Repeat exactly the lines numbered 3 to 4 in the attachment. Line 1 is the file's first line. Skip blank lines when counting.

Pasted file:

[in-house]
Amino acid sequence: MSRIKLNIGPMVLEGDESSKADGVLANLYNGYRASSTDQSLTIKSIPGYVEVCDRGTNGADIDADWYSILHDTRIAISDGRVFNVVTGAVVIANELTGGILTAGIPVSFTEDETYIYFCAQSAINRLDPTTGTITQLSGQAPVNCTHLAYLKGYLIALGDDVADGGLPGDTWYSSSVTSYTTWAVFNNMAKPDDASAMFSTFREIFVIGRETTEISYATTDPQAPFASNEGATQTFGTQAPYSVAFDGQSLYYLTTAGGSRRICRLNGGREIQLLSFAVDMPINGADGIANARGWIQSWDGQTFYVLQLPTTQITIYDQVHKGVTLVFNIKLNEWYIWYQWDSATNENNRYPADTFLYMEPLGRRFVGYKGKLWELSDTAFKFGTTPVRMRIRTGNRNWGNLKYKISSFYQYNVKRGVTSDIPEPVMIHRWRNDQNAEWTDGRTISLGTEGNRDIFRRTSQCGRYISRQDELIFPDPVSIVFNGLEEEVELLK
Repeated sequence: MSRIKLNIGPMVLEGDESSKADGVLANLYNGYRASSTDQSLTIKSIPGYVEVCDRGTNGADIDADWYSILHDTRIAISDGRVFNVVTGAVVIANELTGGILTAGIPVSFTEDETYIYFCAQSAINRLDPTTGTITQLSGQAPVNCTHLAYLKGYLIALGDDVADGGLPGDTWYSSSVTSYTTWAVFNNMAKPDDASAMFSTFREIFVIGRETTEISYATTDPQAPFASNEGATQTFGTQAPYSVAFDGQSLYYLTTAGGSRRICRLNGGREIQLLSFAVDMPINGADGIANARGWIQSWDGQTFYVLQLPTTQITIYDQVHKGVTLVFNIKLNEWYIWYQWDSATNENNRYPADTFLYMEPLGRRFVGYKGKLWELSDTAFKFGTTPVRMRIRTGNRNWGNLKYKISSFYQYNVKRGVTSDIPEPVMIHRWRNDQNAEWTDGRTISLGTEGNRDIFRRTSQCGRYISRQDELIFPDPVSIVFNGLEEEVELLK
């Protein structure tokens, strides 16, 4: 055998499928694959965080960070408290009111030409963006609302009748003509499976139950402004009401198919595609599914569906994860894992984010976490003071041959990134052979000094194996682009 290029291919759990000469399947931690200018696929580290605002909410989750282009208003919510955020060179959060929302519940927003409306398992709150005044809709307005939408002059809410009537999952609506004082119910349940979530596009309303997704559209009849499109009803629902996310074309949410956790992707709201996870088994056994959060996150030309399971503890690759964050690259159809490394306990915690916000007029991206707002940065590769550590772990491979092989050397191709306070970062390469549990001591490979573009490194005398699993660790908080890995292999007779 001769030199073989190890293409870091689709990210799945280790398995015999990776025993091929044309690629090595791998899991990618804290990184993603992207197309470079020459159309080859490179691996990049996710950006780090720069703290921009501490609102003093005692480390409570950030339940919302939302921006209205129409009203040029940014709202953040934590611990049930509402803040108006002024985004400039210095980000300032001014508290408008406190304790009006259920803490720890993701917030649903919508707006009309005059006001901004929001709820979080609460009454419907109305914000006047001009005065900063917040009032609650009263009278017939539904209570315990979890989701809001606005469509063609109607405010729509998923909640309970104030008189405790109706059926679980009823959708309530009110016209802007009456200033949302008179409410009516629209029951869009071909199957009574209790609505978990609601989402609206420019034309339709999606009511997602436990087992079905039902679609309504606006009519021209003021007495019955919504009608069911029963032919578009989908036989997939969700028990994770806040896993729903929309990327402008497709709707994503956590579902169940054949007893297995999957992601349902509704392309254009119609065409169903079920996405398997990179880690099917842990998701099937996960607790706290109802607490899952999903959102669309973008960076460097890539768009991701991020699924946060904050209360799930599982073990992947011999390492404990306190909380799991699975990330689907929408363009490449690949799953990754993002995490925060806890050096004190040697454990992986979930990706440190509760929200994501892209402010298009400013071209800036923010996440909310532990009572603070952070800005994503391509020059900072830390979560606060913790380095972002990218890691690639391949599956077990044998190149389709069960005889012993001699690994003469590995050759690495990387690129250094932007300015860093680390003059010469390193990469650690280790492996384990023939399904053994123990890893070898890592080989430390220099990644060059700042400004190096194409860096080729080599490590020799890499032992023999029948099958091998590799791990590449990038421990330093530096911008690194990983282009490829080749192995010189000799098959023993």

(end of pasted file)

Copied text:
Repeated sequence: MSRIKLNIGPMVLEGDESSKADGVLANLYNGYRASSTDQSLTIKSIPGYVEVCDRGTNGADIDADWYSILHDTRIAISDGRVFNVVTGAVVIANELTGGILTAGIPVSFTEDETYIYFCAQSAINRLDPTTGTITQLSGQAPVNCTHLAYLKGYLIALGDDVADGGLPGDTWYSSSVTSYTTWAVFNNMAKPDDASAMFSTFREIFVIGRETTEISYATTDPQAPFASNEGATQTFGTQAPYSVAFDGQSLYYLTTAGGSRRICRLNGGREIQLLSFAVDMPINGADGIANARGWIQSWDGQTFYVLQLPTTQITIYDQVHKGVTLVFNIKLNEWYIWYQWDSATNENNRYPADTFLYMEPLGRRFVGYKGKLWELSDTAFKFGTTPVRMRIRTGNRNWGNLKYKISSFYQYNVKRGVTSDIPEPVMIHRWRNDQNAEWTDGRTISLGTEGNRDIFRRTSQCGRYISRQDELIFPDPVSIVFNGLEEEVELLK
């Protein structure tokens, strides 16, 4: 055998499928694959965080960070408290009111030409963006609302009748003509499976139950402004009401198919595609599914569906994860894992984010976490003071041959990134052979000094194996682009 290029291919759990000469399947931690200018696929580290605002909410989750282009208003919510955020060179959060929302519940927003409306398992709150005044809709307005939408002059809410009537999952609506004082119910349940979530596009309303997704559209009849499109009803629902996310074309949410956790992707709201996870088994056994959060996150030309399971503890690759964050690259159809490394306990915690916000007029991206707002940065590769550590772990491979092989050397191709306070970062390469549990001591490979573009490194005398699993660790908080890995292999007779 001769030199073989190890293409870091689709990210799945280790398995015999990776025993091929044309690629090595791998899991990618804290990184993603992207197309470079020459159309080859490179691996990049996710950006780090720069703290921009501490609102003093005692480390409570950030339940919302939302921006209205129409009203040029940014709202953040934590611990049930509402803040108006002024985004400039210095980000300032001014508290408008406190304790009006259920803490720890993701917030649903919508707006009309005059006001901004929001709820979080609460009454419907109305914000006047001009005065900063917040009032609650009263009278017939539904209570315990979890989701809001606005469509063609109607405010729509998923909640309970104030008189405790109706059926679980009823959708309530009110016209802007009456200033949302008179409410009516629209029951869009071909199957009574209790609505978990609601989402609206420019034309339709999606009511997602436990087992079905039902679609309504606006009519021209003021007495019955919504009608069911029963032919578009989908036989997939969700028990994770806040896993729903929309990327402008497709709707994503956590579902169940054949007893297995999957992601349902509704392309254009119609065409169903079920996405398997990179880690099917842990998701099937996960607790706290109802607490899952999903959102669309973008960076460097890539768009991701991020699924946060904050209360799930599982073990992947011999390492404990306190909380799991699975990330689907929408363009490449690949799953990754993002995490925060806890050096004190040697454990992986979930990706440190509760929200994501892209402010298009400013071209800036923010996440909310532990009572603070952070800005994503391509020059900072830390979560606060913790380095972002990218890691690639391949599956077990044998190149389709069960005889012993001699690994003469590995050759690495990387690129250094932007300015860093680390003059010469390193990469650690280790492996384990023939399904053994123990890893070898890592080989430390220099990644060059700042400004190096194409860096080729080599490590020799890499032992023999029948099958091998590799791990590449990038421990330093530096911008690194990983282009490829080749192995010189000799098959023993």